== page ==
We spent that afternoon relaxing at Bissau Palace; there were only a few other guests, including several French of Vietnamese extraction studying Indian art and a white guy speaking Hindi and going about on a motorcycle with his brown girlfriend. Too bad I didn't get a chance to find out more about him.
We rebuffed offers from all around to take taxis and rickshaws to this or that shop or tourist attraction. Lots wanted to take us to the Water Palace -- "no entrance fee, no camera fee, madam" -- which is the case, but because the Water Palace is entirely closed. Not exactly a lie, but a deliberate and malicious deception in the hopes of conning tourists out of their money. It is also extremely common to insist that shops, hotels, restaurants -- or anywhere else you want to go where the driver or tout won't get a cut of what you pay -- are closed, full, or burnt down. (Oddly enough, there was one shop in Jaipur that was closed for repairs -- it had fallen down -- but I only believed it when I saw it for myself.) This is part of a system of dishonesty that permeates much of India and has for centuries.
In Kim, Hindus and Muslims both scorn the British for being scrupulously truthful. Yes, I know, you cant read Kipling anymore, because his skin was white and he wrote realistically about people with brown skin whom he loved and knew closely. Ahh, enlightened modern racism. But this is not just Kipling being racist; so many things I've read in class, from the classical period through the sixteenth century (the end of pre-colonial India), echo the same sentiments: honesty is a sign of simplicity and weakness, not a virtue, and lying is a sign of sophistication and wisdom, not a vice. For one example among hundreds from the colonial period, in Plain Tales from the Raj, one girl describes how she was brought up in India in the belief that British people absolutely did not lie. When she went back to England, she was shocked to find out that Englishmen lied just as often as anyone else -- something she had not encountered in India. Similarly, it is undeniable that Indian soldiers were dismayed and disgusted to see the way Englishmen kowtowed to their wives, and that the English were horrified by the culturally-sanctioned abuses against women that continue in full force today. So, there is good reason to believe that, at least in some circles, Englishmen in India did not lie or beat their wives, Indians did, and each for that reason despised the other. From my experience of tourist-catchers, that (at least about lying -- from my UT professor's statements in support of wife-beating, perhaps the entire statement) is the case today as well. And the poor Travelocity people, dealing with Air India people for days and reporting back to me that they finally had to come to the conclusion that the Air India people were not being open and honest. [Interjection: in my classes, when I point out flagrant dishonesty on the part of characters in our short story assignments, the teachers -- except for the Christian one -- don't understand what I find wrong with that!]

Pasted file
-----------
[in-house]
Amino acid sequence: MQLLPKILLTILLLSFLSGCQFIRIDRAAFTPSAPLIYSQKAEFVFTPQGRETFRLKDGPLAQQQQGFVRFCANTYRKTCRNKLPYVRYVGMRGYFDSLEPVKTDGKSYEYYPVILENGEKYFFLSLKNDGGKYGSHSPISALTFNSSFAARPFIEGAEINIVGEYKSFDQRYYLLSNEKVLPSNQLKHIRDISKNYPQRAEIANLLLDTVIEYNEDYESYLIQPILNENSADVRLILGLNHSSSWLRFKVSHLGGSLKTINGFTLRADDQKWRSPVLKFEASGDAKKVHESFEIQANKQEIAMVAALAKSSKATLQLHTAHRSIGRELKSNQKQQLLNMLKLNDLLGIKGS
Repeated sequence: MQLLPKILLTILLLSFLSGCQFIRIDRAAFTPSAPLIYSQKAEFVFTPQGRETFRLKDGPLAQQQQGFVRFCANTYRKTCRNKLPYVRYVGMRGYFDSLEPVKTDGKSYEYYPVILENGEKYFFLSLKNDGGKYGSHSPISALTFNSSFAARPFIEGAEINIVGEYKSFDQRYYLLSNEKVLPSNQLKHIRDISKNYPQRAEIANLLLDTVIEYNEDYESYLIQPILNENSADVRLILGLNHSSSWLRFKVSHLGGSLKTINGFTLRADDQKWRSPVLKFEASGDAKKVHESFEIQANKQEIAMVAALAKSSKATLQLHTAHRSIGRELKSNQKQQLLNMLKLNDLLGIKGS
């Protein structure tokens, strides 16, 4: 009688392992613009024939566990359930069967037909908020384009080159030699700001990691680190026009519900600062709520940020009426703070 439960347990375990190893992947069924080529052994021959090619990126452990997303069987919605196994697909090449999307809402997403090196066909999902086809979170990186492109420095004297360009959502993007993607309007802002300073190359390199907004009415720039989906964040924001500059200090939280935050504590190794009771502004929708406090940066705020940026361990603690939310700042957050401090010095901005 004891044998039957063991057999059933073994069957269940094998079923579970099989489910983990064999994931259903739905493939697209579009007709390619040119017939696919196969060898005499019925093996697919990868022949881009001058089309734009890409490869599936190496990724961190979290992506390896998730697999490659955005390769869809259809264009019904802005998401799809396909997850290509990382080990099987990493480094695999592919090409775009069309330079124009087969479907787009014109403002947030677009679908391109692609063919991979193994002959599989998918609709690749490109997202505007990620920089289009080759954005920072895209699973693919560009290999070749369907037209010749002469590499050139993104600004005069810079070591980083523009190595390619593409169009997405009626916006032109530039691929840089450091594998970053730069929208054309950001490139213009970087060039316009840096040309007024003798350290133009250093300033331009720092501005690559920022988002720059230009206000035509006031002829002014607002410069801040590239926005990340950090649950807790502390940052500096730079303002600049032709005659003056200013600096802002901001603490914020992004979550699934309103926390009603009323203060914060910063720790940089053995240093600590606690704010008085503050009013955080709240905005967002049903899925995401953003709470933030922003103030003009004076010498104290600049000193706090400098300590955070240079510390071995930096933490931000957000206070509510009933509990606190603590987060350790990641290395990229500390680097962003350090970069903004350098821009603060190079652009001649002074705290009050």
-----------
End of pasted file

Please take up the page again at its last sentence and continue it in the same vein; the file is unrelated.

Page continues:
The next day, we went to the Amber Fort. What a great guide! That is the only place we got a guide -- the only place for which "Let's Go" recommends a guide -- and he was excellent. Had candies in his pocket for beggar children, too. His son, also a tour guide, had been killed when an elephant threw him off the mountain -- we walked down instead of taking the elephants we took up! Tourist catchers were along the elephant trail, anyhow, and entirely spoiled the ride up. Even the mahout joined in.
In the afternoon, after a break, we went into town and shopped as the normal residents shop. A sari, a cheap Punjabi suit, hairpins, bangles, and handkerchiefs. Our bicycle-rickshaw driver had only one functioning leg but more than compensated, outpacing everyone else on the road. Another of our rickshaw drivers yelled at some motorcyclists who were trying to chat us up and warned us never to talk to "bad motorcycle people." Another stopped for water along the strenuous way and looked so sad when I paid him the agreed-upon price that I went back and gave him a bit more, even though he hadn't asked for it. (Especially because he hadn't asked for it.) And one who took us two blocks and wanted more than all the others together and wouldn't go away until we shut our door against him!
The next morning, very early, we took the train to Agra.